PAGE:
Now that we have our system of linear equations in augmented matrix form, we can solve for the unknown variables using a technique called Gauss-Jordan Elimination. In regular algebra, we may try to solve the system by combining equations to eliminate variables until we can solve for a single one. Having one variable solved for then allows us to solve for a second variable, and we can continue that process until all variables are solved for.
The same goal can be used for solving for the unknown variables when in the matrix representation. We start with forming our augmented matrix.
To solve for the system, we want to put our augmented matrix into something called row echelon form where all elements below the diagonal are equal to zero. This looks like the following:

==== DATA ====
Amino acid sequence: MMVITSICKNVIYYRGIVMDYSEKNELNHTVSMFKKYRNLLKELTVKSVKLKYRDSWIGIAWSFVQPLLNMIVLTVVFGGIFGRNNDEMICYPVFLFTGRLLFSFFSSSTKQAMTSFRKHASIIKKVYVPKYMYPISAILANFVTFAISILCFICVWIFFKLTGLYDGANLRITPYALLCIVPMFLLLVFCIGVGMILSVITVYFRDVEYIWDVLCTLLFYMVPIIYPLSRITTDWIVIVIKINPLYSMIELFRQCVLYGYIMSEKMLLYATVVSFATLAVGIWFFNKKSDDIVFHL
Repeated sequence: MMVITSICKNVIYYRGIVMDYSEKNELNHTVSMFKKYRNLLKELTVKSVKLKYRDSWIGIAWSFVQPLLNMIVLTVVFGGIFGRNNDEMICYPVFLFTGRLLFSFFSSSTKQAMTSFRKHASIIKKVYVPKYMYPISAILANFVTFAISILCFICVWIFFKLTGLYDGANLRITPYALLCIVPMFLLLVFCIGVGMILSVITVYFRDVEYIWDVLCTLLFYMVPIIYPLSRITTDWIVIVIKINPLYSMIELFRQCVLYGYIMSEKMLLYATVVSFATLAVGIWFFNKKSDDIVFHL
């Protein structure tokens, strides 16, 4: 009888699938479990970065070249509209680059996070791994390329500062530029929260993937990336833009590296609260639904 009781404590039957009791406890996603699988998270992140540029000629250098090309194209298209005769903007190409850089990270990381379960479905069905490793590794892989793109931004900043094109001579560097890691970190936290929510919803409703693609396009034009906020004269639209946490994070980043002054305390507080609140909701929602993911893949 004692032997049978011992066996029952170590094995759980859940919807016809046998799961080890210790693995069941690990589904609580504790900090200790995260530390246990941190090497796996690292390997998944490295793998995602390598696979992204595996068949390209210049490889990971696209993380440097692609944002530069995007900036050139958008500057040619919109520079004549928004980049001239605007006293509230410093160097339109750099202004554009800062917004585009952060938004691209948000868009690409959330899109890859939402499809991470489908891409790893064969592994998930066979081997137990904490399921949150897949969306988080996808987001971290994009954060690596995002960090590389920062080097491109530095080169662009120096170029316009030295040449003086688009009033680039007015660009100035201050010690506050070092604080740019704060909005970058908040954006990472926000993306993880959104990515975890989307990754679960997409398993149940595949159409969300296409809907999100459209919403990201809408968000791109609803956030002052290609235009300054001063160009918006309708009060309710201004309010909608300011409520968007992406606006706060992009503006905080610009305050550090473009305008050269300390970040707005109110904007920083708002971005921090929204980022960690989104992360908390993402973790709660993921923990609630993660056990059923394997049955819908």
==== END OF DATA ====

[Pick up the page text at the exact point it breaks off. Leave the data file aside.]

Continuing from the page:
Note that the values with apostrophes in the row echelon form matrix mean that they have been changed in the process of updating the matrix. Once in this form we can rewrite our original equation as:
This allows us to solve the equations directly using simple algebra. But how do we get to this form?
To get to row echelon form we swap rows and/or add or subtract rows against other rows. A typical strategy is to add or subtract row 1 against all rows below in order to make all elements in column 1 equal to 0 under the diagonal. Once this is achieved, we can do the same with row 2 and all rows below to make all elements below the diagonal in column 2 equal to 0.
Once all elements below the diagonal are equal to 0, we can simply solve for the variable values, starting at the bottom of the matrix and working our way up.
It’s important to realize that not all systems of equations are solvable! For example, we can perform Gauss-Jordan Elimination and end up with the following augmented matrix.
This final augmented matrix here suggests that 0z = 2, which is impossible!
Let’s walk through an example of Gauss-Jordan elimination going through the animation on the right step-by-step.